GPS devices and smartphones are increasingly being used for navigation in the mountains. Many devices will let you pre-plot a route using mapping software on your PC (such as Memory Map, Anquet etc.), or download a prepared route from elsewhere, such as the Walkhighlands website. The line of the pre-planned route can then be shown on the screen.
It sounds the ideal solution for finding your way safely about the hills, but it’s important to realise there are limitations to technology and that safe navigation involves the skills to read and interpret a map rather than just following an arrow. Mountain rescue teams respond to many call-outs because of GPS/smartphone failure, inappropriate route choice or because people are unable to use the technology effectively.
In 2022, as part of our work with the Mountain Safety Group, we surveyed over 4,000 hill walkers to ask if they used mobile phone or GPS for navigating in the hills and what, if any, issues they had with using them.
87% of people responding said that they have used a phone or GPS for navigating at some point during their walks. Of those, over 40% said that they had experienced a situation where it had stopped working in some way.
It’s clear that smartphones are increasingly being used as a tool for navigation in the mountains, however it is important to be aware that whatever system you are using for navigation, whether it is a mobile phone, GPS device or paper map and compass, the key to navigating successfully is being able to read and understand a map and how it relates to your surroundings, keeping track of your location and being able to find your way from point to point along a safe route.
Here are some things to think about when using your phone in the mountains:
PROTECT – keep your phone in a waterproof case to protect it from the elements, even if it’s rated as waterproof, and keep it close to your body when not in use to keep it warm, dry and help battery life.
DOWNLOAD – download all the maps you might need so you don’t need to rely on mobile data to be able to access maps while you're on the hill. Include maps of the surrounding areas in case you need to change your route, and use a topographic map (eg OS or Harvey Maps) – not all digital maps are suitable for hiking in the hills! If you are planning to follow a route downloaded from an app or website, it's worth checking with other reliable sources of information to make sure it's safe and suitable for your level of experience and ability.
EXTEND - Switching your phone to ‘Flight Mode’ stops it talking to the outside world and makes your battery last a lot longer. The GPS will still work, so you can still navigate. Taking a ‘Power Bank’ and an appropriate cable to link your phone to it, will give you the option to re-charge on the go – this might not work in very wet conditions though!
TAKE A BACKUP - No system is 100% fail safe, so having a separate system to navigate with if the phone or GPS were to fail is a must, for example a map and compass, and a good level of skill to be able to use them. If your phone isn’t working and you can’t use it to navigate, it also means you can’t use it to phone for help either! Having a simple backup phone in the first aid kit with actual buttons and a battery that will last for 6 months switched off is something to consider too.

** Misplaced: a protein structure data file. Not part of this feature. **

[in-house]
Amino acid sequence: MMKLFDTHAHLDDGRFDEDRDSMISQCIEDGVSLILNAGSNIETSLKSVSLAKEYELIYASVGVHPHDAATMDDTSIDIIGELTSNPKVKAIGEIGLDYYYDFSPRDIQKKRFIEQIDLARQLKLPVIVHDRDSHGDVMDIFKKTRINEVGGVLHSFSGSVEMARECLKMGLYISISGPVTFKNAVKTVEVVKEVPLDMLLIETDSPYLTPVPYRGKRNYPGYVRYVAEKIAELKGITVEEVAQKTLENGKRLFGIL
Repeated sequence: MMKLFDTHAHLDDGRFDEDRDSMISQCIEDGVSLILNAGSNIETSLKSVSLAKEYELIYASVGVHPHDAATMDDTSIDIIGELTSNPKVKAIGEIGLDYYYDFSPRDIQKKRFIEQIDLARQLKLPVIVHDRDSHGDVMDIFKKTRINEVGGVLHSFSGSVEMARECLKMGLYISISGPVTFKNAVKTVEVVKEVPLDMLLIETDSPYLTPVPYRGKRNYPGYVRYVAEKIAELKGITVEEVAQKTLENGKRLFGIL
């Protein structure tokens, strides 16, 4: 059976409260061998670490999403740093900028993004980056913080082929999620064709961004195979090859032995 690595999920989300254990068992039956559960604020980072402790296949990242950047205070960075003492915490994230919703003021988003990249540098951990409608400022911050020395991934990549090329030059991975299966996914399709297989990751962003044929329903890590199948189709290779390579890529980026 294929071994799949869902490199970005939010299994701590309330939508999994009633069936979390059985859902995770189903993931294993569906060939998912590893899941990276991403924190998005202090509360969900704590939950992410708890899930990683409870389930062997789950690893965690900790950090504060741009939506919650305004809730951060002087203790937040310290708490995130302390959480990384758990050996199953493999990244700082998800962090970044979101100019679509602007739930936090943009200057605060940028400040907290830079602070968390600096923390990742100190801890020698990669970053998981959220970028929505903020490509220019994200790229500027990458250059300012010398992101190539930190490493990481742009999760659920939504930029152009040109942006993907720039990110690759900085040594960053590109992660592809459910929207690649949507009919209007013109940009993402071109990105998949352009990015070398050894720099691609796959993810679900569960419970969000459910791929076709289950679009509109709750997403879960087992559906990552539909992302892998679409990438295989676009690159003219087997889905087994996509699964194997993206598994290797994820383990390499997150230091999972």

Occasionally GPS signals are jammed by the military for training purposes. We are sometimes informed of when this is scheduled to happen and include a news story on the website if the jamming is likely to affect hill walkers, though there are also GPS jamming exercises which are not announced.
Regardless of which device you choose you should still carry and be able to navigate effectively with a paper map and compass.
Even if you have a smartphone or GPS with full OS mapping, it can't read and interpret the map for you. All it can do is show your position - being able to actually interpret the map correctly remains an essential skill.
You need to be able to understand from the map what the terrain will be like, choose suitable routes from it and be able to make decisions about changing your route if you need to. For example, in the winter, there may be a dangerous cornice where a summer route runs close to the edge of the cliffs above a corrie. Plans may also change, the weather may close in, heavy rain might mean that a burn won't be crossable, there may be an accident. All such eventualities can’t be pre-programmed into a GPS, so everyone needs to be able to look at the map – whether on paper or a screen – and work out the best way to adjust any route to deal with changing situations.
Every hill and mountain walker needs to learn how to interpret a map, and to navigate effectively using a map and compass, including in poor visibility.
For those less sure of their abilities, Mountaineering Scotland offer excellent value navigation courses from just £45 including basic skills, night and winter navigation.
Download the free OS Locate app onto your phone. A simple, quick tool which shows your location in a OS Grid Reference format which you can transfer onto your map to confirm your location.
Remember, any form of modern navigation technology should be viewed as an additional ‘tool of the trade’ to add to your navigation tool box. It should never be relied upon as a stand-alone method to navigate.